"It's the last week of cheap prices."
Translation:Es la última semana de precios baratos.
It accepts 'precios bajos' as well. In English 'cheap prices' sounds wrong. An item is cheap, the price is low. Does this translate the same to Spanish? Does 'precios baratos' sound strange as well, or is it standard?
Always use "ser" when talking about the time things take place. Thinking of "temporary/permanent" is okay as a rule of thumb when deciding between ser/estar, but it can lead you astray. For example, the location of a building is pretty permanent but because it's location we use "estar" for it.
That's a good question. The nearest I can get to guessing is that 'ser' is used for time and dates, which could include 'It is the last week...'
Nor was 'la semana última', so it seems to require the adjective to come first. Does anyone know whether it's required here for the adjective to come first, and if so, why?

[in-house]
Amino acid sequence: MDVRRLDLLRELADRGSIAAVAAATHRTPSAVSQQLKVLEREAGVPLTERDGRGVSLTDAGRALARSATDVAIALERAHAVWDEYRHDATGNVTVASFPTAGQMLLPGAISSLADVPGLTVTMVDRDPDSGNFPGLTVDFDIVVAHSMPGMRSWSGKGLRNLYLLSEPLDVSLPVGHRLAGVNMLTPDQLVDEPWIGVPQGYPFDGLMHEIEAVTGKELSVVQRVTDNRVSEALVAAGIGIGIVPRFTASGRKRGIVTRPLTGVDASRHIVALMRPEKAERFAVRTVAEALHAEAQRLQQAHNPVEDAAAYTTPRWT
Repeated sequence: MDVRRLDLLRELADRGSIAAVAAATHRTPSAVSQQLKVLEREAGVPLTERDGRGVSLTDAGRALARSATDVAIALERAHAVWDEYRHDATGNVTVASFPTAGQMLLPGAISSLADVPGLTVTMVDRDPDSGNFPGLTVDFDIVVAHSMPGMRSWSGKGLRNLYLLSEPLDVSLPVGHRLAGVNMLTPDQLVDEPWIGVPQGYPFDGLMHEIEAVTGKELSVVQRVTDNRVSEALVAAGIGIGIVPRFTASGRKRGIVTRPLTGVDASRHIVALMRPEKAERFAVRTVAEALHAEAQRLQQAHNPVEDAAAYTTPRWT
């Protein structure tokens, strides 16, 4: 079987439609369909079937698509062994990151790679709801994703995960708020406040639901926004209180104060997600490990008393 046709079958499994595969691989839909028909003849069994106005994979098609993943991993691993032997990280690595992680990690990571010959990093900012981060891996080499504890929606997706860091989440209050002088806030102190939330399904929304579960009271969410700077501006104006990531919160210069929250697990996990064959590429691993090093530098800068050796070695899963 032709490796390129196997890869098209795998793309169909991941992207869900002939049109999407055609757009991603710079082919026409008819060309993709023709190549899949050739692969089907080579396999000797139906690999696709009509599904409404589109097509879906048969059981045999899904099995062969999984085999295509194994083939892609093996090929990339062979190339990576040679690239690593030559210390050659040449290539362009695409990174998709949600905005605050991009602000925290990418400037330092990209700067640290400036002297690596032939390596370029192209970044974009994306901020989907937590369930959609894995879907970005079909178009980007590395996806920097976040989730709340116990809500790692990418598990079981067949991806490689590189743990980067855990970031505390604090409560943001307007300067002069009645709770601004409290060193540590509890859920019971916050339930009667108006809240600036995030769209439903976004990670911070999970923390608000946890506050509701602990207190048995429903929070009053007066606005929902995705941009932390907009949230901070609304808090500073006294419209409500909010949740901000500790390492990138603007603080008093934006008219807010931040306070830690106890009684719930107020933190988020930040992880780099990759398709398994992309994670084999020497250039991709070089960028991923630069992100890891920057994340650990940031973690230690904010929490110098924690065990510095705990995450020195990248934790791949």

Limiting adjectives (adjetivos determinativos) are normally are placed in front of the noun. These include adjectives which indicate quantity [e.g., mucho(s), poco(s), cuanto(s), todo(s), dos, etc.], articles (el, la, un, una, etc.), unstressed possessives (mi, tu, su, etc.), demonstratives (este, ese, aquel, etc.), and moral qualifiers (buen, mal, etc. if not preceded by adverbial modifiers such as muy) and particularly the comparative/ superlative forms such as mejor, peor):
As far as I know anything to do with the amount or similar of something goes before the noun.
So three weeks, or many weeks, or the second week, or the next week...etc would all go before.